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Victor Kropp

Object Builders in idiomatic Kotlin

CC-BY-SA · flickr.com/photos/loozrboy/7218773508/

Kotlin supports functions and constructors with named and optional (default) arguments. These features help make object construction clear but don’t help to avoid huge towers of nested constructors. It is also almost impossible to have any conditionally set properties.

data class Article(
  val name: String,
  val text: String,
  val author: Author,
  val comment: Comment
)

val article = Article(
  "Kotlin 1.1 released!",
  "Lorem ipsum dolor sit amet",
  Organization("JetBrains"),
  Comment("Hooray!", Person("John Doe"))
)

Looks nice, however mixing named and positional arguments is not allowed, which doesn’t make construction of complex objects any easier.

Some time ago I created a Java library with a collection of builders for entities defined in Schema.org. This is how typical object builder looks like:

final Article article = SchemaOrg.article()
        .name("Kotlin 1.1 released!")
        .text("Lorem ipsum dolor sit amet")
        .author(organization().name("JetBrains").build())
        .comment(
                comment().text("Hooray!").author(person().name("John Doe").build()).build()
        ).build();

It is such a common pattern, that there is a @FreeBuilder Java library that generates such builders from interfaces. And Groovy has a similar feature built in.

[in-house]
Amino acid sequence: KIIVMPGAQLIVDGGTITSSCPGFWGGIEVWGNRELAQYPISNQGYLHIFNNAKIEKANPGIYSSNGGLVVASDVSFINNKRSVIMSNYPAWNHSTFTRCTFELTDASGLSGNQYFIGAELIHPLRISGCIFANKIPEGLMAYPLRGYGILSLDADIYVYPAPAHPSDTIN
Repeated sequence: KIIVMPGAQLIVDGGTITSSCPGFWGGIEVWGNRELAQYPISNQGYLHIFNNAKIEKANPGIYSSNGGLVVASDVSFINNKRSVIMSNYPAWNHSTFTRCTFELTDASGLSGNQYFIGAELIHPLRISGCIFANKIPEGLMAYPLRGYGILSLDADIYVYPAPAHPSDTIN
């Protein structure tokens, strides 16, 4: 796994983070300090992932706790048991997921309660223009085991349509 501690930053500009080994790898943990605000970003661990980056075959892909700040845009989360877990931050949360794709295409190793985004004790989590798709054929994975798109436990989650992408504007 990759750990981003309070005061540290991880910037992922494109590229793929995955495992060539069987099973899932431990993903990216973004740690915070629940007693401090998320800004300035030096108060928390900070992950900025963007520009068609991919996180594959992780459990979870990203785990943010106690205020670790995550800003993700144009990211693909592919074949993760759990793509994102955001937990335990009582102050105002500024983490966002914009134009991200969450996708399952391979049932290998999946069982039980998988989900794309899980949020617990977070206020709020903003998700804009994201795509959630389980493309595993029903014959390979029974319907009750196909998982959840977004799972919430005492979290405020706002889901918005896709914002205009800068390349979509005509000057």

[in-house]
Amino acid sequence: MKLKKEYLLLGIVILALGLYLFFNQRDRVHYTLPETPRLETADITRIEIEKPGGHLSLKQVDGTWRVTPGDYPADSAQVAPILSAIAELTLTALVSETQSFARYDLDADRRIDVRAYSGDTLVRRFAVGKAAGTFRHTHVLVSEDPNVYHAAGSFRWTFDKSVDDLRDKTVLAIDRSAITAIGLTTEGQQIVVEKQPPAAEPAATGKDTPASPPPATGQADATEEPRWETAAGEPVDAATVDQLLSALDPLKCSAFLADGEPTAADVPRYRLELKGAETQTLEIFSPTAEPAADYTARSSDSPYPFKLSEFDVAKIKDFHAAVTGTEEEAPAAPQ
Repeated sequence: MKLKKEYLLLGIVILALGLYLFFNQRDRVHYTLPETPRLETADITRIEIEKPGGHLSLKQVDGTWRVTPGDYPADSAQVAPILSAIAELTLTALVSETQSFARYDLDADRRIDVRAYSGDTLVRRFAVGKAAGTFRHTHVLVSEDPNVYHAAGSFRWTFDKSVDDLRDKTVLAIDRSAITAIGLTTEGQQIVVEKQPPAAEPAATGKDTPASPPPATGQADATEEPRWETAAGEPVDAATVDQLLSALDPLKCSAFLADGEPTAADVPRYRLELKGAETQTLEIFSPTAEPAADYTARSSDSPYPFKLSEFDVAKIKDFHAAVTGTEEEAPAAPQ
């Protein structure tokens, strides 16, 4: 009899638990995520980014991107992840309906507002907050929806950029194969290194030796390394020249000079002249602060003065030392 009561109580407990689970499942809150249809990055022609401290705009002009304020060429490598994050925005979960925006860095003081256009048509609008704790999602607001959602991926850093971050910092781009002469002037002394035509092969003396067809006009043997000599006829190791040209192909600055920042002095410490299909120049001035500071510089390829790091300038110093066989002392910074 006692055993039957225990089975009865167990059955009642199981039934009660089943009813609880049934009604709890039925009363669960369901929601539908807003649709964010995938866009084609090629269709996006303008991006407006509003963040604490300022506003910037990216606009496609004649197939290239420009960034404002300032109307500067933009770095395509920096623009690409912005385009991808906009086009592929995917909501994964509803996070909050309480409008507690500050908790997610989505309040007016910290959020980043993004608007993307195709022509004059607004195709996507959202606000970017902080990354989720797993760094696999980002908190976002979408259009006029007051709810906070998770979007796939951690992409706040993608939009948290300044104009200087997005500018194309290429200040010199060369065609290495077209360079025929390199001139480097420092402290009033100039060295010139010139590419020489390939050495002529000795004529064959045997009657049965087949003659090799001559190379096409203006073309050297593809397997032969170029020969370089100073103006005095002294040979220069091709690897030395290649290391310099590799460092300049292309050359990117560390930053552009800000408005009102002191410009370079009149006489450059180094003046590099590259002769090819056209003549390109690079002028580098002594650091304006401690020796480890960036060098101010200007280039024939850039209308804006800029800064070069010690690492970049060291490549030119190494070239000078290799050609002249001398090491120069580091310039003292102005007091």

Everybody is used to this pattern, but it still has some downsides:

I propose the following syntax in Kotlin to build the same object:

val article = article {
    name = "Kotlin 1.1 released!"
    text = "Lorem ipsum dolor sit amet"
    author = organization { name = "JetBrains" }
    comment {
        text = "Hooray!"
        author { name = "John Doe" }
    }
}

What advantages does this code have over its Java counterpart?

Looks great? Hell yes! What is even better is that it takes only a few lines of code to implement it!

class ArticleBuilder {
  var name: String
  var text: String
  var author: Author
  var comment: Comment
  fun build() = Article(name, text, author, comment)
}

// and a convenience function to create builder:

fun article(builder: ArticleBuilder.() -> Unit) = ArticleBuilder().apply(builder).build()

The only problem with the code above is that it doesn’t compile unfortunately, because properties must be initialized. There are several possible workarounds:

class ArticleBuilder {
  private val values = mutableMapOf<String,Any>()
  var name: String by values
  
  var comment: Comment by values
}

In this case all type casts are done behind the scenes. This is my preferred approach actually. And if you need this object only to serialize it later to JSON, which basically is just a dictionary, it is very efficient.

When Kotlin adds support for write-only properties, it would be possible to remove getters from var properties making builders another few bytes smaller.

Nested builders are very simple too.

var comment: Comment by values
fun comment(builder: CommentBuilder.() -> Unit) {
  comment = CommentBuilder().apply(builder).build()
}

Voilà!

You can try out builders implemented this way in my jsonld-metadata library, which implements full Schema.org vocabulary. It is available on BinTray as org.schema:jsonld-metadata and org.schema:jsonld-metadata-kotlin.

To be continued.

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